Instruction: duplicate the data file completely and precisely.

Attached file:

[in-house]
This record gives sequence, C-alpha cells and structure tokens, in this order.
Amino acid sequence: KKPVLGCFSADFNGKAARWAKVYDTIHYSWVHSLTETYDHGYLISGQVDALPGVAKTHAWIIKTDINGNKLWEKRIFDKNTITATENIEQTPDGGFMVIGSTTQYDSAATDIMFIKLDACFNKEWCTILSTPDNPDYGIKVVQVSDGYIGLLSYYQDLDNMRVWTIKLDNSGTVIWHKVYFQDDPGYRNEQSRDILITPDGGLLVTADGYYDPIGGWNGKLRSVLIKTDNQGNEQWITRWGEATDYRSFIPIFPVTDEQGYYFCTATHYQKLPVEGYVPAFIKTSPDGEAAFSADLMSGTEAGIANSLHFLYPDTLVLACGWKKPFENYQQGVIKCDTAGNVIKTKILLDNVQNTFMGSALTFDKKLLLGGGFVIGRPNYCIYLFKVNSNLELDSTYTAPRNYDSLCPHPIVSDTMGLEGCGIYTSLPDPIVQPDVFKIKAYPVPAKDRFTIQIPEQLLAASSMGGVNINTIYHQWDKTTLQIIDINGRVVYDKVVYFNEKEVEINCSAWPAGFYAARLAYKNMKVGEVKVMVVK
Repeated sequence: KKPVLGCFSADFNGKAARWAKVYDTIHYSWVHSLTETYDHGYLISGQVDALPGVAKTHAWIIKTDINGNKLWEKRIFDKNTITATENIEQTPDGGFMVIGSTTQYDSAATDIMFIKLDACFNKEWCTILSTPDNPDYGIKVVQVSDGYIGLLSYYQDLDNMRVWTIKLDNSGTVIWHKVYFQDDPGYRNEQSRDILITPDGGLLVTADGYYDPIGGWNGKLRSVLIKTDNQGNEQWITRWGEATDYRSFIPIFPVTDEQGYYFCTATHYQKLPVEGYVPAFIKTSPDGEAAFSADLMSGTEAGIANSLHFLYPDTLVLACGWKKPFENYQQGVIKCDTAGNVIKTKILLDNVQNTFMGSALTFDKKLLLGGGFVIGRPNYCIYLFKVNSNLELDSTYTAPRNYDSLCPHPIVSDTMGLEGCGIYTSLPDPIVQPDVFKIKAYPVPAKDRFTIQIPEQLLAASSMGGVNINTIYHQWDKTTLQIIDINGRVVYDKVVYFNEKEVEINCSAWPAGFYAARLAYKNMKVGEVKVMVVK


[in-house]
This record gives sequence, C-alpha cells and structure tokens, in this order.
Amino acid sequence: KKPVLGCFSADFNGKAARWAKVYDTIHYSWVHSLTETYDHGYLISGQVDALPGVAKTHAWIIKTDINGNKLWEKRIFDKNTITATENIEQTPDGGFMVIGSTTQYDSAATDIMFIKLDACFNKEWCTILSTPDNPDYGIKVVQVSDGYIGLLSYYQDLDNMRVWTIKLDNSGTVIWHKVYFQDDPGYRNEQSRDILITPDGGLLVTADGYYDPIGGWNGKLRSVLIKTDNQGNEQWITRWGEATDYRSFIPIFPVTDEQGYYFCTATHYQKLPVEGYVPAFIKTSPDGEAAFSADLMSGTEAGIANSLHFLYPDTLVLACGWKKPFENYQQGVIKCDTAGNVIKTKILLDNVQNTFMGSALTFDKKLLLGGGFVIGRPNYCIYLFKVNSNLELDSTYTAPRNYDSLCPHPIVSDTMGLEGCGIYTSLPDPIVQPDVFKIKAYPVPAKDRFTIQIPEQLLAASSMGGVNINTIYHQWDKTTLQIIDINGRVVYDKVVYFNEKEVEINCSAWPAGFYAARLAYKNMKVGEVKVMVVK
Repeated sequence: KKPVLGCFSADFNGKAARWAKVYDTIHYSWVHSLTETYDHGYLISGQVDALPGVAKTHAWIIKTDINGNKLWEKRIFDKNTITATENIEQTPDGGFMVIGSTTQYDSAATDIMFIKLDACFNKEWCTILSTPDNPDYGIKVVQVSDGYIGLLSYYQDLDNMRVWTIKLDNSGTVIWHKVYFQDDPGYRNEQSRDILITPDGGLLVTADGYYDPIGGWNGKLRSVLIKTDNQGNEQWITRWGEATDYRSFIPIFPVTDEQGYYFCTATHYQKLPVEGYVPAFIKTSPDGEAAFSADLMSGTEAGIANSLHFLYPDTLVLACGWKKPFENYQQGVIKCDTAGNVIKTKILLDNVQNTFMGSALTFDKKLLLGGGFVIGRPNYCIYLFKVNSNLELDSTYTAPRNYDSLCPHPIVSDTMGLEGCGIYTSLPDPIVQPDVFKIKAYPVPAKDRFTIQIPEQLLAASSMGGVNINTIYHQWDKTTLQIIDINGRVVYDKVVYFNEKEVEINCSAWPAGFYAARLAYKNMKVGEVKVMVVK